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Harper's Encyclopedia of United States History (ed. Benson Lossing) 1,468 0 Browse Search
Brigadier-General Ellison Capers, Confederate Military History, a library of Confederate States Military History: Volume 5, South Carolina (ed. Clement Anselm Evans) 1,286 0 Browse Search
Benson J. Lossing, Pictorial Field Book of the Civil War. Volume 1. 656 0 Browse Search
Horace Greeley, The American Conflict: A History of the Great Rebellion in the United States of America, 1860-65: its Causes, Incidents, and Results: Intended to exhibit especially its moral and political phases with the drift and progress of American opinion respecting human slavery from 1776 to the close of the War for the Union. Volume I. 566 0 Browse Search
Jefferson Davis, The Rise and Fall of the Confederate Government 440 0 Browse Search
Rebellion Record: a Diary of American Events: Documents and Narratives, Volume 1. (ed. Frank Moore) 416 0 Browse Search
C. Edwards Lester, Life and public services of Charles Sumner: Born Jan. 6, 1811. Died March 11, 1874. 360 0 Browse Search
Alfred Roman, The military operations of General Beauregard in the war between the states, 1861 to 1865 298 0 Browse Search
A Roster of General Officers , Heads of Departments, Senators, Representatives , Military Organizations, &c., &c., in Confederate Service during the War between the States. (ed. Charles C. Jones, Jr. Late Lieut. Colonel of Artillery, C. S. A.) 298 0 Browse Search
Hon. J. L. M. Curry , LL.D., William Robertson Garrett , A. M. , Ph.D., Confederate Military History, a library of Confederate States Military History: Volume 1.1, Legal Justification of the South in secession, The South as a factor in the territorial expansion of the United States (ed. Clement Anselm Evans) 272 0 Browse Search
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Browsing named entities in The Daily Dispatch: December 13, 1860., [Electronic resource]. You can also browse the collection for South Carolina (South Carolina, United States) or search for South Carolina (South Carolina, United States) in all documents.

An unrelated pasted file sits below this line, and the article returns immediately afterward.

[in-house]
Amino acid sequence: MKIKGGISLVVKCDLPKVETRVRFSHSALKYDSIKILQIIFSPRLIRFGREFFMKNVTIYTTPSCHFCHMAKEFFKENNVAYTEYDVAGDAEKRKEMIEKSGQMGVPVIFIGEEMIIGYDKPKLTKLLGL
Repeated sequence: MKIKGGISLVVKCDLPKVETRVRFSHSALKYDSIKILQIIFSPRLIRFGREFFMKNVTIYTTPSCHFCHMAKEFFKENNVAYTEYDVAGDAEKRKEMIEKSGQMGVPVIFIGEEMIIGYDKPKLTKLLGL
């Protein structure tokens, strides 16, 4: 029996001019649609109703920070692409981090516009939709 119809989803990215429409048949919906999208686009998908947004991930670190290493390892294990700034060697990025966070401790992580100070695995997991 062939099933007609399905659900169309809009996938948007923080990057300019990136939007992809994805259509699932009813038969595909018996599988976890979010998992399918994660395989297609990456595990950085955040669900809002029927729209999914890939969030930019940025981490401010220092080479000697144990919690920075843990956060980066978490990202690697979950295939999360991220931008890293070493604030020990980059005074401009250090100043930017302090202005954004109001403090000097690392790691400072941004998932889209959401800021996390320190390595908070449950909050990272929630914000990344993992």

Your search returned 8 results in 6 document sections:

was ready to act a part worthy of her position and renown. She sent one of her ablest sons, the late Mr. Leigh, as a commissioner, or sort of ambassador, to South Carolina, who pleaded in a masterly manner, in large assemblies of the impetuous people of the Palmetto State, the cause of Union. This same mission she has agaisave this people from committing the rash and dreadful crime of national suicide. In the meantime there is a great work to be done at the North. The South Carolina Army bill. A letter from Columbia, S. C., says: The Army bill is now in the Senate. It lies there like so much dead waste paper and ink. The labors g themselves. This will effectually cut off a large number of Southern United States Army officers, who are supposed to be inclined to enlist in the cause of South Carolina. The Governor, however, has the power under the bill, of choosing United States Army officers or others for the higher military posts. The Senate yester